Image from Pexels.

Image from Pexels.

One of the most important tests in a high school junior’s entire academic career is the exam they will take to get into college. Whether that exam is the SAT, the Gaokao, ACT, or the A-levels, 16-18 year olds worldwide stress about entrance exams that could help get them into the best universities money can buy. For some, the thought of getting help when studying for these exams is a shot to their sense of pride. For others, taking a course may not be an option because of the cost, even though the student knows they would greatly benefit from the forced review. Either way, I’d like to share with you my own experience so you can make a decision.

What is Kaplan Test Prep?

Kaplan Test Prep is the leading provider of such courses. I took the ACT because I’m from the Chicago suburbs and there isn’t as much of a bias against students who choose to take the ACT over the SAT in the Midwest. For me, taking four long sections devoted to one subject each was more fun than ten short sections that are very similar.

Kaplan offers ACT Prep Courses, which are classroom-based, and ACT Tutoring Courses, which are one-on-one based and often in your own home. Prep Courses start at $299 and can exceed $1,000. Tutoring Courses do not have set-in-stone prices because they are tailored to the student’s specific needs in terms of content and number of sessions.

My Experience

My parents bought me a Tutoring Course because they wanted to make sure I was at my personal best come test day. I had two extremely nice graduate students as my tutors: one for Science and Math, one for Reading and English. I received a very large packet of materials including online access to their web-based modules, the course book, and Kaplan’s collections of problem-set books and practice tests.

I only met with each tutor 3 or 4 times for a total of 6-8 one-hour sessions. Between those sessions, I was supposed to complete online video modules according to my weaknesses as declared by my diagnostic test results. I was also supposed to complete practice tests and problem-sets in the Kaplan workbooks. In truth, I didn’t complete any of this work due to my regular slew of AP classes, extracurriculars, and general “standoffish-ness” to the whole tutoring situation.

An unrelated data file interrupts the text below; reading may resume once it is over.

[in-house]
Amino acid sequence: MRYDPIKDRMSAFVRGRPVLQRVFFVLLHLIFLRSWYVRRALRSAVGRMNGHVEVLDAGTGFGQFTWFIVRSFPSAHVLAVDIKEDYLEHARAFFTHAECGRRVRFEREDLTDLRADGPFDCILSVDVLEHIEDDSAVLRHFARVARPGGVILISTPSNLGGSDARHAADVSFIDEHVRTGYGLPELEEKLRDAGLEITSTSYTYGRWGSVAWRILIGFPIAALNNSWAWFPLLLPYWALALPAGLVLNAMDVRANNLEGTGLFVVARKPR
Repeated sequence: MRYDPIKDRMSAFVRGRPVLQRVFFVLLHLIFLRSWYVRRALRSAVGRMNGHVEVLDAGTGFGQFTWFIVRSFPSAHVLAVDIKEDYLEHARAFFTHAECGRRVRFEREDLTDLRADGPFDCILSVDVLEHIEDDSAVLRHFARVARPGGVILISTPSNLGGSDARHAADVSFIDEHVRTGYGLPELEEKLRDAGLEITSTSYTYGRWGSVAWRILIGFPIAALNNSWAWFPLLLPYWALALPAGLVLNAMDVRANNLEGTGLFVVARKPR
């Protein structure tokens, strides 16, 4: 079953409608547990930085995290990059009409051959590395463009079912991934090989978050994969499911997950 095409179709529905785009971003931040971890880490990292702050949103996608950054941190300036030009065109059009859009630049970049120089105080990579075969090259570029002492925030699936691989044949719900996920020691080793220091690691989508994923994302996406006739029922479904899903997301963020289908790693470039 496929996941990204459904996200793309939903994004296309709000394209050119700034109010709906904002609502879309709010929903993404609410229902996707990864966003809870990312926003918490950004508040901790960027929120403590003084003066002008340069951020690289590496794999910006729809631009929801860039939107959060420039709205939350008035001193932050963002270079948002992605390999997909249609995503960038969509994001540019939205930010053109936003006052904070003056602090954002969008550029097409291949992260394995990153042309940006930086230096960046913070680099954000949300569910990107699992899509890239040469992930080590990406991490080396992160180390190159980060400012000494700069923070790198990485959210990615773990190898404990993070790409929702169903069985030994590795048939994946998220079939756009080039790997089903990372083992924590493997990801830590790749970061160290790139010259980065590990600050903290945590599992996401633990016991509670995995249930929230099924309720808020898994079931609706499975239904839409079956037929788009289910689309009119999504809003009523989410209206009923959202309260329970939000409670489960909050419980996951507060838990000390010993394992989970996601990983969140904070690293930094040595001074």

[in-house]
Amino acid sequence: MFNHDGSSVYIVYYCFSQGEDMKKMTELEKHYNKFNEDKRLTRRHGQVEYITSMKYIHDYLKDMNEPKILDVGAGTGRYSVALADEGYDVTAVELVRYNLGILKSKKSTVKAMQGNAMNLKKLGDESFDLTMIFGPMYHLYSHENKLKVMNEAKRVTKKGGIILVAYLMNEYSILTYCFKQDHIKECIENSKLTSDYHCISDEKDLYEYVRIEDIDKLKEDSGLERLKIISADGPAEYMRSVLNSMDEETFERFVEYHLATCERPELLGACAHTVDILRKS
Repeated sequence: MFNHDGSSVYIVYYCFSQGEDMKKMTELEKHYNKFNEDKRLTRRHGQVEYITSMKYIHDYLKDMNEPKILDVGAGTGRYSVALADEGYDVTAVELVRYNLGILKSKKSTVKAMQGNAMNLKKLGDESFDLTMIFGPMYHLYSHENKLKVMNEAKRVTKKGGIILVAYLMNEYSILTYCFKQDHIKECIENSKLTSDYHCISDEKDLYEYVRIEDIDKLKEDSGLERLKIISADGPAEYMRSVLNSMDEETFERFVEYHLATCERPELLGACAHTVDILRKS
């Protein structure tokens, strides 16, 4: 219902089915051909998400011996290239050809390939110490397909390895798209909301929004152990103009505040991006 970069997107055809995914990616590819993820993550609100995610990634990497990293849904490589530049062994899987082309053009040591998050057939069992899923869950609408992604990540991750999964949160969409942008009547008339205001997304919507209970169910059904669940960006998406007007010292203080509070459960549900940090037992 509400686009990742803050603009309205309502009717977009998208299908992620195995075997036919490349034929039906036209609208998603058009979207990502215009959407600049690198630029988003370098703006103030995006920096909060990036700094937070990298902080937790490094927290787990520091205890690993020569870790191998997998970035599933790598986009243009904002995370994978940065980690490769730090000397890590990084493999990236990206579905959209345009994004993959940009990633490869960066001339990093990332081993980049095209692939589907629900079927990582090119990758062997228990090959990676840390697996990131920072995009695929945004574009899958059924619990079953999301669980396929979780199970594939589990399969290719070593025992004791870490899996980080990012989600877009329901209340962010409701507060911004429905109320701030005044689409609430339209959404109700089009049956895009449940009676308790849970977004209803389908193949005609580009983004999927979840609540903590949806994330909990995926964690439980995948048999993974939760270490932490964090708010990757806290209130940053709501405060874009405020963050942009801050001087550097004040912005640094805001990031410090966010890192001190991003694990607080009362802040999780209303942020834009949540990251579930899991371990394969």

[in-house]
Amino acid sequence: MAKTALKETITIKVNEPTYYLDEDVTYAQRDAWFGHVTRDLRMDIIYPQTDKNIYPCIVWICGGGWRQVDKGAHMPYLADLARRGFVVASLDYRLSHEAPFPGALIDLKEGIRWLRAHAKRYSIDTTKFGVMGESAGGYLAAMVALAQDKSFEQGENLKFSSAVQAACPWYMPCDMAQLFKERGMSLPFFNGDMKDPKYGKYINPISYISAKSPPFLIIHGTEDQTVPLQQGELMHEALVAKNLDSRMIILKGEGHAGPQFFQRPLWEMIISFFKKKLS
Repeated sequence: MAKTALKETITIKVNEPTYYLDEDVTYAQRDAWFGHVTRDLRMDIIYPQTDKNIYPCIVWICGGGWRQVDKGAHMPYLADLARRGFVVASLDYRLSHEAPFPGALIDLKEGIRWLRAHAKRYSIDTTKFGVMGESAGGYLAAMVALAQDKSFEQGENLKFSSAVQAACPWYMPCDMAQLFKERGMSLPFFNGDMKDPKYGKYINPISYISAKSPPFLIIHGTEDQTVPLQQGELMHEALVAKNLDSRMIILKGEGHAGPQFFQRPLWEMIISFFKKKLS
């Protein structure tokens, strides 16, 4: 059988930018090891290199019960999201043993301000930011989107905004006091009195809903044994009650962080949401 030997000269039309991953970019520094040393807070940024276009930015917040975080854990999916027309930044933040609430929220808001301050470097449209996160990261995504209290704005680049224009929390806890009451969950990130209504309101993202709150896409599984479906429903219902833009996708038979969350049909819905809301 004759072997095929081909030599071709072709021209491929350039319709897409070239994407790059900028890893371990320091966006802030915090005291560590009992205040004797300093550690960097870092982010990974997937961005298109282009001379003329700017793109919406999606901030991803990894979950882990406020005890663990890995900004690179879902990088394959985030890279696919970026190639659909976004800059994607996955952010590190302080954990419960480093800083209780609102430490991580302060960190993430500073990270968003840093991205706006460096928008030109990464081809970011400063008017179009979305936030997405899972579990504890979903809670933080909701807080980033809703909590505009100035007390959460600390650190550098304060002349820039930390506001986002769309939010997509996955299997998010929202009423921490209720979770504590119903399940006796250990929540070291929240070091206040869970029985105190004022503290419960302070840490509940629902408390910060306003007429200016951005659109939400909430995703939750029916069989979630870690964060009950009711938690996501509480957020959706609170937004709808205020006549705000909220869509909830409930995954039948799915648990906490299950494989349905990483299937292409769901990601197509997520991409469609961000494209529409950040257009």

Sure, I felt a little guilty for not committing 100% to a very expensive review course that my parents spent their hard-earned money on, but in the end, my score rose 5 points from the practice ACT that I took sophomore year, so my guilt is alleviated.

So the big question remains: If I did none of the assigned work for the Kaplan Course, how did my score increase by 5 points in one year?

Well, I think it was because for those 6-8 hours, I was forced to review for the test. I admit that outside of this timeframe, I never ever once picked up a Kaplan or Princeton Review book. I also think my knowledge base from sophomore to junior year naturally expanded to encompass some of the material on the test. Looking back, for me all I needed was a quick review of some of the more baseline concepts and nit-picky grammar points. Perhaps on that day sophomore year, I just didn’t give two hoots about the results of that practice ACT because it didn’t really count for anything.

In then end, I do not think my level of work justified the amount of money my parents spent on the course, but for those of you who a) want to put in the time or b) know you won’t put in the time unless you are forced to buy a prep course,  it may be a good idea.



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